Gears

A Fresh Look At Google Gears

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There’s a common misconception that Google’s “next-gen” web platform called Gears only (or even primarily) enables offline capabilities for web applications. The truth of the matter is that Google’s ambitions are far greater, and the browser extension’s capabilities are more multifarious, than this reputation suggests. MySpace’s implementation of Gears, which has little to do with offline functionality, is a perfect example.

Gears has been available for over a year now, with the first version released not too far back in May 2007. You can see the whole version history here, but essentially Gears has undergone four releases, each adding incrementally to its capabilities. The last was released this past August, with another released a couple months earlier in June.

The overall goal of Gears is to bestow upon web applications much of the same functionality enjoyed by desktop apps. And it’s doing so through a browser extension that can be installed for a range of browsers (Firefox, Safari, and Internet Explorer) on a range of operating systems (Windows, Windows Mobile, Mac OS, and Linux). With the release of Google’s own Chrome browser, some users don’t even have to install Gears; it just comes pre-loaded, making Chrome a super browser of sorts from the get-go.

The long-term consequence of this technology is clear: as browsers become more and more powerful with the assistance of initiatives like Gears, there become fewer and fewer reasons to install and run desktop applications (and therefore splurge on Windows and Office, to name two Microsoft cash cows oft identified as dying breeds).

But before that can happen, Gears and similar technologies need to truly enable desktop-like functionality within the browser (or more accurately, they need to enable desktop-like functionality for web applications that traditionally operate only within the browser).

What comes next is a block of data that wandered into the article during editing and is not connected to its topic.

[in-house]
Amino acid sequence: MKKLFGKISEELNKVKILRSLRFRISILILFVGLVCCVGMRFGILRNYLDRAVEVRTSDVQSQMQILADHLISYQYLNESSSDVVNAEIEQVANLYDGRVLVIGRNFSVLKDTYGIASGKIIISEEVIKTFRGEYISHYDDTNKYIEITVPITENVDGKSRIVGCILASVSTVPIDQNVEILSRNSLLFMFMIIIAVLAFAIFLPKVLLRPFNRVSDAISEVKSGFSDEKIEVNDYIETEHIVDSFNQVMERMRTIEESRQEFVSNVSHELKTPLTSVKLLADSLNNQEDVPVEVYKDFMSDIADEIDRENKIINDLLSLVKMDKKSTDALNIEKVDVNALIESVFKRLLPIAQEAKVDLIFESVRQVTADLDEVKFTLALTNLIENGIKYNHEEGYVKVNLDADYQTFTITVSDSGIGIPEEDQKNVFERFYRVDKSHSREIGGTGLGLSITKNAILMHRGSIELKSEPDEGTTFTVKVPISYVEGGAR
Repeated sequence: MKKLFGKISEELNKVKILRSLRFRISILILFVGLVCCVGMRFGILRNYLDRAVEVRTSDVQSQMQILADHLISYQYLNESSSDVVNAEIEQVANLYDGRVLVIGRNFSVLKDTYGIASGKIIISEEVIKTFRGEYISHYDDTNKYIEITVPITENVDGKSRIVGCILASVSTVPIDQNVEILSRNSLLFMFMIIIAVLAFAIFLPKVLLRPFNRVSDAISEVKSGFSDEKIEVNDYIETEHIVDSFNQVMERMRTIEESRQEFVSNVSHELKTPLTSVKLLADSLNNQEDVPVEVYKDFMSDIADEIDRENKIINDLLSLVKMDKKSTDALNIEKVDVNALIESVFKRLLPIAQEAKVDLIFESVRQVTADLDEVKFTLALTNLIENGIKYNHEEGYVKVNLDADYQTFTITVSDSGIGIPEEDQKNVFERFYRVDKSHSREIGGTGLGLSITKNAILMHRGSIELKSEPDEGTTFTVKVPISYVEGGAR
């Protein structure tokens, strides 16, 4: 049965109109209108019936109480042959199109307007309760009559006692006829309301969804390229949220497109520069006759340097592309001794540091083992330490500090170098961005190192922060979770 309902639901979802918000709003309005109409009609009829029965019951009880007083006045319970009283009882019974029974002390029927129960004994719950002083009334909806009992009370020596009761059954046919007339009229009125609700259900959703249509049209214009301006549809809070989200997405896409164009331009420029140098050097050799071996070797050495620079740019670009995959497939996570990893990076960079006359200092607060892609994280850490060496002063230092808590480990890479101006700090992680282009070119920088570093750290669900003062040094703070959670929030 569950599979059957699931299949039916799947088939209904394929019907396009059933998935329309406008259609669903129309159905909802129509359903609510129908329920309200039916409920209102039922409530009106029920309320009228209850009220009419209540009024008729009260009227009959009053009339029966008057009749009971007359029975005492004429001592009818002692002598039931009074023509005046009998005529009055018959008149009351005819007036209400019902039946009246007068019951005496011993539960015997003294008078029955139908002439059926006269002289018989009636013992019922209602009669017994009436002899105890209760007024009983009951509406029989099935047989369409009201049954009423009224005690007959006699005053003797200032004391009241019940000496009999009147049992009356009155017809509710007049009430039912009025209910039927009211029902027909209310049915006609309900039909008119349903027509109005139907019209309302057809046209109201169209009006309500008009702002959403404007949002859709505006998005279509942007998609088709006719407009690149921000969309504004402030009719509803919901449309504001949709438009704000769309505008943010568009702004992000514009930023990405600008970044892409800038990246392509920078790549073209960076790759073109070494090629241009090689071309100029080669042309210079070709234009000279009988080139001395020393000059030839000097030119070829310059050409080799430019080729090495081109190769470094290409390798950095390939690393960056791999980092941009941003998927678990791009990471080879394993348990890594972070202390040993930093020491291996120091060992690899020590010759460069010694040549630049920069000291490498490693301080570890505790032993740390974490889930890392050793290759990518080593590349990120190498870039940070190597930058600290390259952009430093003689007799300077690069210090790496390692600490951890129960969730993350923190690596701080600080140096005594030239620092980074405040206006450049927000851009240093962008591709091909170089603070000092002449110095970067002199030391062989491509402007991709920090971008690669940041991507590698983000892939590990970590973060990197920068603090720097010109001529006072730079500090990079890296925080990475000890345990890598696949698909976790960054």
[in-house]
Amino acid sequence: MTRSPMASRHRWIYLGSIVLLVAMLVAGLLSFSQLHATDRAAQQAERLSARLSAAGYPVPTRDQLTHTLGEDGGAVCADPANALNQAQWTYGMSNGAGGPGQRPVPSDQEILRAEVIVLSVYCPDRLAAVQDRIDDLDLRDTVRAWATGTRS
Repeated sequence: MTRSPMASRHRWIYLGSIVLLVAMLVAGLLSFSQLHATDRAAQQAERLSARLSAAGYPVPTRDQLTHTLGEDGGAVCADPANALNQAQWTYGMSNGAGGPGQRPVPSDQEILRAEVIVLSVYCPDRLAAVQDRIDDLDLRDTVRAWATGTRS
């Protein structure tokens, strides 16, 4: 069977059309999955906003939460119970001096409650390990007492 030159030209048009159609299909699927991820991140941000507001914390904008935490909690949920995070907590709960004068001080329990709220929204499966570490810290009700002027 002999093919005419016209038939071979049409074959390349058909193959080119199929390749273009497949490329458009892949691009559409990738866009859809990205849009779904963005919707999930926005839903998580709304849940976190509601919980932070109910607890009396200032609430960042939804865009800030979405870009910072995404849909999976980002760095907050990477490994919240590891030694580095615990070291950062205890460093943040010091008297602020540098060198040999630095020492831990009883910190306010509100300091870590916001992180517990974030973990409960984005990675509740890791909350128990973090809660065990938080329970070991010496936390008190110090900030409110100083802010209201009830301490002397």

So where do we stand today? Currently Gears can be used by developers to improve web applications in the following ways (on both desktop and mobile devices):

  • Client-side database storage – Most interactive websites depend heavily on databases that collect, organize and deliver the information contributed by users and in-house publishers. Traditionally, these databases have been deployed almost exclusively on the server-side, requiring users’ computers to send requests and wait for responses whenever they wanted to do something non-trivial with a site’s data. With the Gears Database API, websites can now establish databases on the client-side (i.e. your computer), allowing for quicker program speeds and certain offline capabilities (for when you can’t get online to query remote databases).
  • Client-side webpage serving – Gears can essentially turn your computer into a server of webpages and other flat data files for when regular web servers can’t be reached. The LocalServer API lets websites cache their pages when you are online and serve them up later when you’re not. It can also be used to speed up certain actions through caching for when you are still online.
  • Desktop shortcuts – For web apps to act like desktop apps, they need to open like them, too. So Gears makes it easier for developers to place shortcut icons on the desktop that users can use to open web apps with the standard double click. While basic site shortcuts for the desktop were possible before, the Gears functionality makes the user experience of adding and using these icons more intuitive. The graphic quality is higher, multiple sizes are supported, and in the future shortcut icons will support communicative overlay icons (for apps, such as webmail, that want to tell you how many unread messages you have, for example).